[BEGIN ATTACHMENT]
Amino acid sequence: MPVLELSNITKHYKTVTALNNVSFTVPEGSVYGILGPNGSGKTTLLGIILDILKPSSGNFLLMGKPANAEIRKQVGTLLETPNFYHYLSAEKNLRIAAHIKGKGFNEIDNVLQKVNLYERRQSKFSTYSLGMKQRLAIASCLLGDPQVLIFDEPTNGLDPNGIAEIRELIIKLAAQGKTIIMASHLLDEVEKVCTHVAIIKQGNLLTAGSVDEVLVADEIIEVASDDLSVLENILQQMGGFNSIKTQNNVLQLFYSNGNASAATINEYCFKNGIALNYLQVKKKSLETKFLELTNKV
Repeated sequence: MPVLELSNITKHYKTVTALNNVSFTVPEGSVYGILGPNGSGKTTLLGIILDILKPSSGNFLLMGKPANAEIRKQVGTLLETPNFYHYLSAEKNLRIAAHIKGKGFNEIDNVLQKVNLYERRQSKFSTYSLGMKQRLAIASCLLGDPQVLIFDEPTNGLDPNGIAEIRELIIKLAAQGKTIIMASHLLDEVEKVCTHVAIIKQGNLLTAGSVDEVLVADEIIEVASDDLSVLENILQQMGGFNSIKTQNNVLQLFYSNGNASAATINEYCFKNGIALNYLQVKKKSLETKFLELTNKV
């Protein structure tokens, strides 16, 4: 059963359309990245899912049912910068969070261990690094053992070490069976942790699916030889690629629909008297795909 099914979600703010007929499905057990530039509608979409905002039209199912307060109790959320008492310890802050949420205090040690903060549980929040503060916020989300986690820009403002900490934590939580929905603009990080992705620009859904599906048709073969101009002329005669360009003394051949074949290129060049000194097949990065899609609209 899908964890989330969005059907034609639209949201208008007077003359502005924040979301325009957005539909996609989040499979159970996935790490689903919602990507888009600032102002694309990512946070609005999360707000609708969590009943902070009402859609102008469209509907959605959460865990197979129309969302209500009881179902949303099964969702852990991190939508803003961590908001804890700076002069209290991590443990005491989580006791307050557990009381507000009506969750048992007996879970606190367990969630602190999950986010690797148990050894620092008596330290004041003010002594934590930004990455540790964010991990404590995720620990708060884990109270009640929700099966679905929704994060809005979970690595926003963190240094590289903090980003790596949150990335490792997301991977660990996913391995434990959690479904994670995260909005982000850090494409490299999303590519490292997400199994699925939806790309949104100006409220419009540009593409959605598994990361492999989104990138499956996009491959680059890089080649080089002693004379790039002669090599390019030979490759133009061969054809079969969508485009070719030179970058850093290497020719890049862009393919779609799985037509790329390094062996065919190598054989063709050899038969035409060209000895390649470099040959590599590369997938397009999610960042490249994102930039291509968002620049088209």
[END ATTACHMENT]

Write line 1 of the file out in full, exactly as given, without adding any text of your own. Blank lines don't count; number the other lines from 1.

Amino acid sequence: MPVLELSNITKHYKTVTALNNVSFTVPEGSVYGILGPNGSGKTTLLGIILDILKPSSGNFLLMGKPANAEIRKQVGTLLETPNFYHYLSAEKNLRIAAHIKGKGFNEIDNVLQKVNLYERRQSKFSTYSLGMKQRLAIASCLLGDPQVLIFDEPTNGLDPNGIAEIRELIIKLAAQGKTIIMASHLLDEVEKVCTHVAIIKQGNLLTAGSVDEVLVADEIIEVASDDLSVLENILQQMGGFNSIKTQNNVLQLFYSNGNASAATINEYCFKNGIALNYLQVKKKSLETKFLELTNKV